It has been claimed that former DHS secretary Alejandro Mayorkas tried to get ICE to halt the deportation of millions of illegal immigrants.
Texas AG Ken Paxton and Louisiana AG Jeff Landry, Republicans, will argue before the Supreme Court today that DHS’s holding of illegal immigrants in indefinite custody without due process violates the law.
Allegations in the case include a felony committed by Homeland Security Secretary Alejandro Mayorkas when he approved a document limiting ICE’s power to deport illegal immigrants.
DHS lacks “the capacity to arrest and seek the deportation of all of these noncitizens,” Mayorkas said in a September 2021 paper for ICE and other related agencies. The number of “unlawful or otherwise removable noncitizens in the United States” is much lower than the “more than 11 million” he anticipated. When choosing whether immigrants should be given more priority, they were instructed to “use your best judgment.”
The “vast majority of unlawful noncitizens who could be subject to deportation have been contributing members of our communities for years,” Mayorkas said in a memo. Some of these people “battle the frontlines against COVID,” as one writer put it; others “lead our religious groups,” “educate our children,” or “perform backbreaking farm work” to provide food to the table.
That someone is a removable noncitizen, he argued, “should not alone be grounds for an enforcement action against them.” We’ll be more methodical about where we put our enforcement energy.
The lawsuits filed by Texas and Louisiana claim that ICE violated the law by ignoring an internal letter ordering the agency to detain “serious criminal illegal immigrants.” The states contend that DHS, as an executive branch agency, must obey congressional mandates and “disregard legislative directives.” Another accusation made by the state is that DHS has revoked “detainers,” indicating that it no longer intends to take possession of formerly incarcerated persons for deportation.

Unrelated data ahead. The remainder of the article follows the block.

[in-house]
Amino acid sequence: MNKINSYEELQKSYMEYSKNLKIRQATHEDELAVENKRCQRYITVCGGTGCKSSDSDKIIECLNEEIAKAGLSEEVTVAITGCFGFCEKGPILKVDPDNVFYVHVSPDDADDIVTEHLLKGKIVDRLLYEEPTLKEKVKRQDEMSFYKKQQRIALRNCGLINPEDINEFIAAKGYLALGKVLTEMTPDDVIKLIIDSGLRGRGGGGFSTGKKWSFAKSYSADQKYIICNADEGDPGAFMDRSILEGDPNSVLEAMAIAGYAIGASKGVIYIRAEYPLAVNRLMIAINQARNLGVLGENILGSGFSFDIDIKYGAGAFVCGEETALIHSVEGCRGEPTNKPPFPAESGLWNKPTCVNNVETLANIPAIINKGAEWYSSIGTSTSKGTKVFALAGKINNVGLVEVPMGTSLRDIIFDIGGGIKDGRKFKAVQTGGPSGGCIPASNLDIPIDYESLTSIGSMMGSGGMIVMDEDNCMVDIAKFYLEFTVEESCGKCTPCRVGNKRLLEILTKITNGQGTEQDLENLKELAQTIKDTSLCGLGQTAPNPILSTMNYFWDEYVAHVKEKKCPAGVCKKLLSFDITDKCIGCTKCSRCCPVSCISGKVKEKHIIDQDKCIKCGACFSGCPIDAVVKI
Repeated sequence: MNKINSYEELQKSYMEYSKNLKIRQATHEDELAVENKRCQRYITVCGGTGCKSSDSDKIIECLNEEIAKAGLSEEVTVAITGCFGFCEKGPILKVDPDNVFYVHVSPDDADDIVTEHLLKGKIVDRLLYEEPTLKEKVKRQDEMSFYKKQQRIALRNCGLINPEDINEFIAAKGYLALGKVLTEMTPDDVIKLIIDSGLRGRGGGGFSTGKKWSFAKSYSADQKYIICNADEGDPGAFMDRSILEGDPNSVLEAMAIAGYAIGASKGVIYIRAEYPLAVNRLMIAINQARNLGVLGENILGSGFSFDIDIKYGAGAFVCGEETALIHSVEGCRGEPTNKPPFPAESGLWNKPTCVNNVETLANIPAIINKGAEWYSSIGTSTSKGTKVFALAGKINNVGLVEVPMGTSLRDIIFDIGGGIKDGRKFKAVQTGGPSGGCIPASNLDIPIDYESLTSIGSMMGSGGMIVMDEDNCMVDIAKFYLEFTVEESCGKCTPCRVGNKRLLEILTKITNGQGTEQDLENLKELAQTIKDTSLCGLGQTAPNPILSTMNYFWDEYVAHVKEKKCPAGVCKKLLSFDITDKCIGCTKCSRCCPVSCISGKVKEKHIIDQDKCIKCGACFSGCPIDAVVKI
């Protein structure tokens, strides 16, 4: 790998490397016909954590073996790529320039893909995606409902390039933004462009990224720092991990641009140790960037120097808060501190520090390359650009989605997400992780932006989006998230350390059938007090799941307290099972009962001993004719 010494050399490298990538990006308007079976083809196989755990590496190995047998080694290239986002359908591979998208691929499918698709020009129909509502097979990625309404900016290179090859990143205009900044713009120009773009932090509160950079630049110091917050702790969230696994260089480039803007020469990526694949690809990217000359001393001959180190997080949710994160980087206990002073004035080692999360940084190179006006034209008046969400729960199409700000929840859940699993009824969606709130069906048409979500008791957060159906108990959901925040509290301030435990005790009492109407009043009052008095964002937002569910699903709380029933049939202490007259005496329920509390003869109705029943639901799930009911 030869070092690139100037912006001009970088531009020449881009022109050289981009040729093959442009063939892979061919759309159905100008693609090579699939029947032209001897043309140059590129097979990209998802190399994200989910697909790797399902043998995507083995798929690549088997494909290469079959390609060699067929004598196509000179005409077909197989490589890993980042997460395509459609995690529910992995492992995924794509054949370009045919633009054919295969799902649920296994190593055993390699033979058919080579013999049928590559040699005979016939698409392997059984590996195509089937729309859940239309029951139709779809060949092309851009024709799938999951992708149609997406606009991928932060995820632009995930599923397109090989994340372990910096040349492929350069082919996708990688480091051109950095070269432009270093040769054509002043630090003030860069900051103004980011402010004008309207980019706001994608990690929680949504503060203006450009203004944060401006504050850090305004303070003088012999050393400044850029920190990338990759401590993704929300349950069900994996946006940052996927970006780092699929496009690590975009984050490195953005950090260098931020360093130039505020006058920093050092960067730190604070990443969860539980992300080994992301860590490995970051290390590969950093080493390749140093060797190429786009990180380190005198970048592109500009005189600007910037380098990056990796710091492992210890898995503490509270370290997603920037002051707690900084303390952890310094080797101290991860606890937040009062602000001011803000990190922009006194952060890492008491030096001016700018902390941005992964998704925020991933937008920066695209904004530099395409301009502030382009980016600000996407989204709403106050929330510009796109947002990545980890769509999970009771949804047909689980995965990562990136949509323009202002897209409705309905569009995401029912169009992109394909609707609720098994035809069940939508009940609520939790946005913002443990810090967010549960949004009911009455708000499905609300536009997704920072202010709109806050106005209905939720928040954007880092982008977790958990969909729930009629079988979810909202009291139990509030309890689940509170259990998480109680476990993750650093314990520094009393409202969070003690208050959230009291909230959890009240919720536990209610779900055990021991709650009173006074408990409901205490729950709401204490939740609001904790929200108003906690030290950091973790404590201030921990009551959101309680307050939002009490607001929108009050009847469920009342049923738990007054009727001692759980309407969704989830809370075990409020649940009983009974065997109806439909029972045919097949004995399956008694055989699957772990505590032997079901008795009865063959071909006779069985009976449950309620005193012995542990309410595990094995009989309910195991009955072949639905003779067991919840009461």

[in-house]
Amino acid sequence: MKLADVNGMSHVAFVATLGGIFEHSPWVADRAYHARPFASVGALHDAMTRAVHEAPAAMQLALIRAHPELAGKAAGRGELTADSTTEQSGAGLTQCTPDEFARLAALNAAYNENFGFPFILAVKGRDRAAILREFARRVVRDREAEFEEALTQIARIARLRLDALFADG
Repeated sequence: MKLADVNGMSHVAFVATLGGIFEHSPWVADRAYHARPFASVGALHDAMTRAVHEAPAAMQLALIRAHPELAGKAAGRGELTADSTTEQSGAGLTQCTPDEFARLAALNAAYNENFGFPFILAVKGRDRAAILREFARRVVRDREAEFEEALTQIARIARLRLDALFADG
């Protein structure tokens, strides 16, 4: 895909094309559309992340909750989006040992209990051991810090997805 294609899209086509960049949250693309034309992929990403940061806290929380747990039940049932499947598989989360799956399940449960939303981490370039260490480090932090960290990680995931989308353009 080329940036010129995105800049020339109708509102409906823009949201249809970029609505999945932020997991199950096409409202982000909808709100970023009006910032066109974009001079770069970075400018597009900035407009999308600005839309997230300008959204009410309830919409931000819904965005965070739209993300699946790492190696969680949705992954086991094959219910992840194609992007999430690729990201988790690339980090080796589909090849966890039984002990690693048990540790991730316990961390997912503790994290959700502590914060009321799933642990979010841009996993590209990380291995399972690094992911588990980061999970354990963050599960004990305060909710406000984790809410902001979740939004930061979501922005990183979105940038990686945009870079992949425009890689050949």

“many criminal aliens with revoked detainers had reoffended, failed to comply with state parole regulations, or were gone,” a federal district court ruled in January 2018. Since the states “bear costs related to law enforcement, recidivism, healthcare, and education that are traceable to the Final Memorandum,” the court ruled that they had the standing to sue and that the DHS memo was illegal and procedurally unlawful since it constituted a policy that did not go through formal notice-and-comment procedures.
Federal District Court Judge Drew Tipton called DHS’s letter “an unreasonable vision of federal law that flies in the face of the restrictions imposed by Congress.”
Tipton said that “the Executive Branch cannot alter the law,” even though the Executive Branch has wide-ranging jurisdiction to make legal changes.
After the states prevailed in federal district court, the Biden administration urged the court of appeals to temporarily put the matter on hold. The Supreme Court yesterday rejected a similar request from the government and set today for oral arguments on the merits.
The Attorney General of Texas, Ken Paxton, commented on the court’s decision to reject the Biden administration’s appeal, saying, “The Biden administration just can’t help itself from breaching the law, especially immigration law.” Their requests for amnesty have been denied by every court, from the trial level to the Supreme Court.
Moreover, “the Supreme Court made plain that as we prepare for oral argument this winter, the Biden administration must hold illegal aliens with criminal records,” he added.
For the states’ purposes, it would be OK to win this appeal against the Biden administration.